Clueless in Honolulu – Virginia King

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A big welcome to Virginia King, author of  The First Lie! She is dissecting the process of writing a mystery that has the capacity of taking the reader by surprise. How is it done? Over to you, Virginia…

Virginia King Portrait by Amanda Thorson 200 KB

How does a mystery writer create the unpredictability needed for a mystery to be ‘mysterious’? Experienced reviewers often comment that after you’ve read a few mysteries and thrillers they can start to feel formulaic. Why?

The Limits of Plotting

Here’s the blurb for a writing workshop on plotting:

Time spent planning a story before sitting down to write can prevent a laboured or stalled work. Lack of planning can result in flawed plots, stereotyped characters, clichéd dialogue and derivative style.

Sounds good in theory but exactly the opposite is true for me. In my experience a blue-print is too static. It kills the freshness of an evolving story, especially a mystery. And a character profile is like a straightjacket. Goodbye unpredictability. Any ideas I have at the beginning need to evolve in unexpected ways with the writing, not limit what happens by being set in place at the start.

When prize-winning author Kate Grenville created an outline of her first novel, she wrote later: “A weariness came over me at the thought of fleshing this out. I closed the exercise book and put it away. I never wrote in it again.” Then she says about her process: “I’d … write without a plan, following thoughts and images into the unknown … The criterion was energy.”

The Energy of ‘Clueless’

I approached my psychological mystery The First Lie with no idea what was around each corner. The resulting mystery contains layers I could never have plotted. If the writer is on the edge of their seat wondering what the hell is going to happen next and why, then so is the reader.

Without a plan in mind, I dropped my main character Selkie Moon into Honolulu because the story hadn’t been working when it was set in Sydney. What felt like a ‘crisis of place’ flipped into something edgy and unpredictable. If I’d stuck with a story plotted in Sydney I would have laboured away at a location that lacked spark. The move to Hawaii was exhilarating – and terrifying – for me and for Selkie.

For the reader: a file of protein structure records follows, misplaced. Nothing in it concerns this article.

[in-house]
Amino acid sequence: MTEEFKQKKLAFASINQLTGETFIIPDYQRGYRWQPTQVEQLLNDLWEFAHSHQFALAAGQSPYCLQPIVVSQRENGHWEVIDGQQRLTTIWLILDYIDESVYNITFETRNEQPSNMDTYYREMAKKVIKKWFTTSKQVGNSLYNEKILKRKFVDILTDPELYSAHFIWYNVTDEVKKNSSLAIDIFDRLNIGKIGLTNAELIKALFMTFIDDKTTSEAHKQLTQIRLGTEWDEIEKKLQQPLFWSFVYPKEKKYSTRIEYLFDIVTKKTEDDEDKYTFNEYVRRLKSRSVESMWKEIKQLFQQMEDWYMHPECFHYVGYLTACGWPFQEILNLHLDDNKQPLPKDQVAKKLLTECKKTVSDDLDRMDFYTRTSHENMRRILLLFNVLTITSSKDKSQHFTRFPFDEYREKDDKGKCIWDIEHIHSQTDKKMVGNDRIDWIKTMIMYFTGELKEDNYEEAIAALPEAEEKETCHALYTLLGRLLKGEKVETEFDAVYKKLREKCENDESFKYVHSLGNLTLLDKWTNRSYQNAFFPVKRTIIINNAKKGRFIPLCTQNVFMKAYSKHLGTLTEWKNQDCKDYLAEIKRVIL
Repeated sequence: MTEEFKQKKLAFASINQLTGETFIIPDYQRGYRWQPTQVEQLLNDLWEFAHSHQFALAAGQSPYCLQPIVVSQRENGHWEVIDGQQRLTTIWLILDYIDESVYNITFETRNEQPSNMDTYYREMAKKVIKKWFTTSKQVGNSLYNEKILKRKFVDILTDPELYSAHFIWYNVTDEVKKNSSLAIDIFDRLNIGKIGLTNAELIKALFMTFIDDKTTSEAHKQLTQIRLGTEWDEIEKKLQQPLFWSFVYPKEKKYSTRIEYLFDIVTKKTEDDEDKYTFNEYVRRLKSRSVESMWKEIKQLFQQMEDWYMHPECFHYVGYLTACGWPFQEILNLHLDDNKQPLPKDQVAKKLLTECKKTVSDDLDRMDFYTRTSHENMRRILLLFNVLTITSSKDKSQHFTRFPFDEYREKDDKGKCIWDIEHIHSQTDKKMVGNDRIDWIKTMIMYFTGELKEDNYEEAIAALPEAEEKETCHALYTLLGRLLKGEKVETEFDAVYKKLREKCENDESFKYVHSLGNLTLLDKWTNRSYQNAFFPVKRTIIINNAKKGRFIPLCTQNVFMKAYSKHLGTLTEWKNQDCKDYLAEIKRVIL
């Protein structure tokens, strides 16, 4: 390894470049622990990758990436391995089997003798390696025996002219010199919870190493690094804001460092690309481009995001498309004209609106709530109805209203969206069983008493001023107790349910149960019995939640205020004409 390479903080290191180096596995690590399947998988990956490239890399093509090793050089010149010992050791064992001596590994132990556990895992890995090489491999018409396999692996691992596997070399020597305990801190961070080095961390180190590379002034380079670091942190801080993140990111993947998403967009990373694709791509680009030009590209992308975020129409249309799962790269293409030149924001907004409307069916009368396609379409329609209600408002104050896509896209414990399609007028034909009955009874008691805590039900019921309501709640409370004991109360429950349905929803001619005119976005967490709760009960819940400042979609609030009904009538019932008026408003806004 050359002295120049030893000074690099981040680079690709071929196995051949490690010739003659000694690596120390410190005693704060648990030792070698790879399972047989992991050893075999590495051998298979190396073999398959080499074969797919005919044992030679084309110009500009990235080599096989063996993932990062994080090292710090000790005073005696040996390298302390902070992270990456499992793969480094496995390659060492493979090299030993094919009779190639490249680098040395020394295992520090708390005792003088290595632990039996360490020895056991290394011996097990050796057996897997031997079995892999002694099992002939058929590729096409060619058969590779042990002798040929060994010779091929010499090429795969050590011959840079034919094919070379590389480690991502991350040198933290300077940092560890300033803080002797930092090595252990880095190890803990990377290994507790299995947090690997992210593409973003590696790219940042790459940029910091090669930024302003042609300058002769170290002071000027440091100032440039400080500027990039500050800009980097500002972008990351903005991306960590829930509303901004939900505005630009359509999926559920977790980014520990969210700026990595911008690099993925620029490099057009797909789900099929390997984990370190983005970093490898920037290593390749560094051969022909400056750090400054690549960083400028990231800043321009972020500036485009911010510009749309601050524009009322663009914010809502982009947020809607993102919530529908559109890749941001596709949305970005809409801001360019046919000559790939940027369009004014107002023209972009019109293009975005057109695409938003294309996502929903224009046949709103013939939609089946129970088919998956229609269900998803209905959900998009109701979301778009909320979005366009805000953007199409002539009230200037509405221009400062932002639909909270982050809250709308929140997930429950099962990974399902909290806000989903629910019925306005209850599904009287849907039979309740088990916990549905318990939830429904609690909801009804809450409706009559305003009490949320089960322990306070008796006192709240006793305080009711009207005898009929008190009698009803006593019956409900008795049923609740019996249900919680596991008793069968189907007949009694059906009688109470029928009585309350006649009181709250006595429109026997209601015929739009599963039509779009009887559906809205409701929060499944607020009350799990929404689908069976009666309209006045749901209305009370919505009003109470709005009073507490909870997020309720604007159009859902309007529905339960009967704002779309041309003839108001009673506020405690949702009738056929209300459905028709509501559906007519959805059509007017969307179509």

Here are some examples of how Honolulu inspired a ‘clueless’ approach to The First Lie:

The role of the stranger

Selkie is all alone, a malihini (newcomer) in town, bringing an edge to her relationships and experiences. When a voice in a dream says, Someone is trying kill you, she’s forced to investigate what it’s got to do with her. A new friend tells her that in fairy tales it’s the newcomer who heralds the truth. This message becomes the theme of the book.

A cauldron of cultures

The Hawaiian, Japanese, Portuguese, Chinese, Filipino, American, English, Irish and many other cultures who inhabit Hawaii create opportunities for quirky characters. How about a kahuna who lives in the bus shelter, available for roadside prognostications? She only speaks Hawaiian or pidgin (tricky for me as a non-speaker) so she’s an oracle who gives one-word pronouncements: Pilikia, she warns Selkie. Trouble.

A smorgasbord of mythology

You can’t wander around Hawaii without falling over an old graveyard full of ghosts, or a visionary mirror, or a cursed lava rock, or a character from folklore such as Pele the volcano goddess, who might hitch a ride with you on a dark lonely road. These mythical motifs created layers of clues for the ‘clueless’ author.

One Way to Go ‘Clueless’

My process is to write a scene, letting it create itself and following up any thoughts that pop into my head with research. Then I allow my subconscious to explore everything (usually while I’m asleep).  Most mornings I’m scribbling my overnight thoughts – connections I didn’t know were there, snippets of dialogue that give me new insights into characters, tangents and twists that might work, links to experiences I’ve had or things I’ve read or overheard. Then I weave these ideas into yesterday’s scene. I don’t control the story, but I use my judgement to shape and cut it when I’m redrafting.

Now I’m writing Book Three in this way. Selkie is drawn to an Irish mystery dating back to the 1890s, so I’m ‘clueless’ in County Kerry!

The First Lie is a winner of a B.R.A.G. Medallion.

The First Lie ebook 300 KBThe First Lie by Virginia King

Description

Someone is trying to kill you.

When Selkie Moon flees Sydney to start over in Hawaii, it’s to live life on her own terms. But Life has other plans.

Though she tries to dismiss the warning as just another nightmare, it soon becomes apparent that someone, or something, is stalking her. Attacked by frightening visions and mysterious compulsions, she must piece together the fragmented clues before time runs out.

Virginia King effortlessly blends funky creativity and deep spirituality – with a dash of Celtic folklore – to craft a story of one woman’s fight for truth, and her discovery that the lies we tell ourselves are the most dangerous of all.

You can read more about Virginia’s ‘clueless’ writing process in her recent interview about her first draft on Rebecca Bradley’s blog: https://rebeccabradleycrime.com/2016/05/20/whats-your-first-draft-like-virginia-king/

A Free Ghost StoryGhost

This is how I wrote Laying Ghosts, a 24-page standalone haunted house story tangled up in a Russian folktale and a murder ballad dating back to the 1700s. It’s also the prequel to the Selkie Moon Mystery Series and explains to the reader (and the author!) just why Selkie suddenly took off to Hawaii. Download your free copy http://www.selkiemoon.com/#popup